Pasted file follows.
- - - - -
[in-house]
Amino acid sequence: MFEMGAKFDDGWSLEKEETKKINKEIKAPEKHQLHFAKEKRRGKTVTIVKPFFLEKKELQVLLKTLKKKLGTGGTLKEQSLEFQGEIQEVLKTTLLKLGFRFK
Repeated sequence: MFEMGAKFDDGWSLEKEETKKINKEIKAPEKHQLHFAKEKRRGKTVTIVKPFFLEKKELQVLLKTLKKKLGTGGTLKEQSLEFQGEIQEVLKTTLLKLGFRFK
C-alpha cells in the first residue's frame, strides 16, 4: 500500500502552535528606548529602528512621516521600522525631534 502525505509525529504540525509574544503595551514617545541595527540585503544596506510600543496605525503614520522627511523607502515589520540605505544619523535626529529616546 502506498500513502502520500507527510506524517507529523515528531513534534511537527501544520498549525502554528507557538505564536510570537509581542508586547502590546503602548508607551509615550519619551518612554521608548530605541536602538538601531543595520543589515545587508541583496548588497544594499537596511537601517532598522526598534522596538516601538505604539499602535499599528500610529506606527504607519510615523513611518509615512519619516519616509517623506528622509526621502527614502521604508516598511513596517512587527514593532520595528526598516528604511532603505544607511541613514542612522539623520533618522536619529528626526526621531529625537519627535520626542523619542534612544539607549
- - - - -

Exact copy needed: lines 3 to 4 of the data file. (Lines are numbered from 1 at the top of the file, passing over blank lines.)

Repeated sequence: MFEMGAKFDDGWSLEKEETKKINKEIKAPEKHQLHFAKEKRRGKTVTIVKPFFLEKKELQVLLKTLKKKLGTGGTLKEQSLEFQGEIQEVLKTTLLKLGFRFK
C-alpha cells in the first residue's frame, strides 16, 4: 500500500502552535528606548529602528512621516521600522525631534 502525505509525529504540525509574544503595551514617545541595527540585503544596506510600543496605525503614520522627511523607502515589520540605505544619523535626529529616546 502506498500513502502520500507527510506524517507529523515528531513534534511537527501544520498549525502554528507557538505564536510570537509581542508586547502590546503602548508607551509615550519619551518612554521608548530605541536602538538601531543595520543589515545587508541583496548588497544594499537596511537601517532598522526598534522596538516601538505604539499602535499599528500610529506606527504607519510615523513611518509615512519619516519616509517623506528622509526621502527614502521604508516598511513596517512587527514593532520595528526598516528604511532603505544607511541613514542612522539623520533618522536619529528626526526621531529625537519627535520626542523619542534612544539607549